Category Archives: Our Area

Love Your Local: Loop yarn shop

Mariana PodmoreToday’s blog is from Mariana Podmore, Sales Assistant to the Foreign Rights team at our sister company Red Lemon Press. As well as loving books of all shapes and forms, Mariana loves knitting and today she blogs for us about her favourite knitting supplies shop: Loop. You can find her tweeting at @marisantanapod.

I started knitting and crocheting when I was about 19, but when I moved to London about 3 and a half years ago my knitting ended up being put to one side – I had no needles or yarn, and knew nowhere to get them! When I finally just had to get back to it, it was Google who pointed me in the direction of what quickly became my favourite local shop: Loop.

Loop shopfront jpeg

Loop is located in Camden Passage, a lovely pedestrian street filled with quirky cafés, furniture shops and well known for its antique shops and market. Location is definitely part of the shop’s success: Loop is surrounded by other similar shops – one of a kind, independent, cosy and designy-looking. Loop mainly sell very special yarns: imported, hand dyed or with something extra, as well as beautiful needles, buttons and even scissors. For many of their suppliers they are exclusive UK retailers.

lovely window shot-157

As well as great product and location (ok, those are VERY important) the other thing I think that Loop does so well is creating a communal environment: knitting is a communal activity, it’s the kind of knowledge that is usually passed on from person to person, and done along with friends, who help and encourage each other. And of course you can only knit so much for yourself – inevitably everyone you know will be getting a knitted gift!

fair image

That community spirit is well reflected at Loop, with a cosy sitting area, as well as a big table for people to work together. They run workshops and courses with famous designers and knitters. They provide a free swift and ball winder for anyone who needs it (trust me – this is important!). And they have the knowledgeable staff that is indispensable in a good crafts shop – you need to be able to ask them for advice, and at Loop they are always willing to sit down with you for a few minutes and help you figure out where you went wrong with your project and just answer any kind of question (including going online to help you check something you forgot about the project you’re working on!)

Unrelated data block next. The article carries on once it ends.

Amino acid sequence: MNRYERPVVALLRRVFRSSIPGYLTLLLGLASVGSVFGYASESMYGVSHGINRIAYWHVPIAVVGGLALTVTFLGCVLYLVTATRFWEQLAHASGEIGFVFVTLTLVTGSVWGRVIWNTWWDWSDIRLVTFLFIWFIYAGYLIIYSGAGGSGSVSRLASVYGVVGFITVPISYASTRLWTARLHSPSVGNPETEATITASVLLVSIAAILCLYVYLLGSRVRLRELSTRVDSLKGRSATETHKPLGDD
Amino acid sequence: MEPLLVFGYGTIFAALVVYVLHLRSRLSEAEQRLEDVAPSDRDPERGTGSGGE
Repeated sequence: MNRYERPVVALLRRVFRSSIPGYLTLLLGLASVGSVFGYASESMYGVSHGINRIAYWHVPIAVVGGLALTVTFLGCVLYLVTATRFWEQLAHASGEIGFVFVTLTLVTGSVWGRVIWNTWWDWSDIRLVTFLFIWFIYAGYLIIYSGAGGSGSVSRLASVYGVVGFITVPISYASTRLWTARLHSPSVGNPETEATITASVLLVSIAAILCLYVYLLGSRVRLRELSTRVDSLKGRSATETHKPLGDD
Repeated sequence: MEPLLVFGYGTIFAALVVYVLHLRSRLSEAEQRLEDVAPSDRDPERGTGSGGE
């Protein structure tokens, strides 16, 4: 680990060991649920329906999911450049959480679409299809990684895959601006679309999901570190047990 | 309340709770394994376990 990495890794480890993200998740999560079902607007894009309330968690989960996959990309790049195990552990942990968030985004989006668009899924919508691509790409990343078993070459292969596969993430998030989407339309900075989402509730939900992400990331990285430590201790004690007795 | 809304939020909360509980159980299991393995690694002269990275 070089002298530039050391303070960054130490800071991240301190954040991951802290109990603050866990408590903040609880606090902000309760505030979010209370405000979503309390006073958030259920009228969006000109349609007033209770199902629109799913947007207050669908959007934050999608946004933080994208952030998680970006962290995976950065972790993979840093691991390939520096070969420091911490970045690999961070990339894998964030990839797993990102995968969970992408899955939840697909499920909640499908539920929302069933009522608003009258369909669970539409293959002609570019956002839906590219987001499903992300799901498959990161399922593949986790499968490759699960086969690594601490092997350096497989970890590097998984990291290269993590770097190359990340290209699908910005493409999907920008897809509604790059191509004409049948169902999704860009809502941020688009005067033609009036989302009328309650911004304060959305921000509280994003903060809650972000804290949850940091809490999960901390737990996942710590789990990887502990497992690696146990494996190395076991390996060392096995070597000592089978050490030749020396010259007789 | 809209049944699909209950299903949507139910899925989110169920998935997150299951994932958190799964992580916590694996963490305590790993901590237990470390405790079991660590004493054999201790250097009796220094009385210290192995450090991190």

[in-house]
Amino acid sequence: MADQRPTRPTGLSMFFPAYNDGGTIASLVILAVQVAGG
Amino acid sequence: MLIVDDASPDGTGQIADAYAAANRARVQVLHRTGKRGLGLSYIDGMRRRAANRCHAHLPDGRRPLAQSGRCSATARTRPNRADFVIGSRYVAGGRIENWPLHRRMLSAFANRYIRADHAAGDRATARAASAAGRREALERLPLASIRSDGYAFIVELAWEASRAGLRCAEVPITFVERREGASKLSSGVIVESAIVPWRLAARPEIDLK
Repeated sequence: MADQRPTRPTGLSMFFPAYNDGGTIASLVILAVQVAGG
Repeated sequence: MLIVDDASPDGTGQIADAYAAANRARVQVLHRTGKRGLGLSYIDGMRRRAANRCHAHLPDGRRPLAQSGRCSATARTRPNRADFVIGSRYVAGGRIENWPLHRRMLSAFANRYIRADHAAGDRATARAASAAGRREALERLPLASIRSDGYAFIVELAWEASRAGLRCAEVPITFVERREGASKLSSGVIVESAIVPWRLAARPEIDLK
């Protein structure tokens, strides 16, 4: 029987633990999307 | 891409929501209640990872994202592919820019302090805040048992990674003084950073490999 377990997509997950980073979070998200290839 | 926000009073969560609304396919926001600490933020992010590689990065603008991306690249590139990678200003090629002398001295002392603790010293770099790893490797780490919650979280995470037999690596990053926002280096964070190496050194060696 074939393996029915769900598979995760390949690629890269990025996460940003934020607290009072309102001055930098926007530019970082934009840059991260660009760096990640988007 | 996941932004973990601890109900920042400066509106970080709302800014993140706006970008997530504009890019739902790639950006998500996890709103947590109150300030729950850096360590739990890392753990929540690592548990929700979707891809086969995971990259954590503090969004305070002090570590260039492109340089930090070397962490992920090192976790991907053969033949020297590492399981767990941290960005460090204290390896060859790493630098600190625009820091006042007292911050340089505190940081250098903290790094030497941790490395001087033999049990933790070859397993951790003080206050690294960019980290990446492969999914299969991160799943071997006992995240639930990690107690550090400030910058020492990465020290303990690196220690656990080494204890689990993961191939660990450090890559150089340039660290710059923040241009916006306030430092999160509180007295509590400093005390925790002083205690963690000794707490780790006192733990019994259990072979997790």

So, in the spirit of asking questions, I did a little Q&A with owner Susan Cropper about what makes Loop so special:

Q: Can you tell me a little bit about how the shop started?

A: I opened Loop in 2005 as I was passionate about knitting and textiles and I could not find any shop in London that reflected what was going on in the knitting community. There has been a huge explosion of gorgeous hand-dyed yarns, natural fibres and beautiful patterns and I just wanted a place that people could go to to see these things as well as offer a great variety of knitting classes and things made by independent designers working in fibre.

Q: I know I love the shop, but what do you think makes Loop special?

A: I think the passion that I have for colour and texture and all things to do with knitting comes across when you walk in the shop. I never stop trying to find more beautiful and useful things for the shop. We also have terrific dedicated staff who are excellent knitters and crocheters as well as being lovely.


Q: What are some of your strategies to make the shop visible to the world and to keep customers coming back?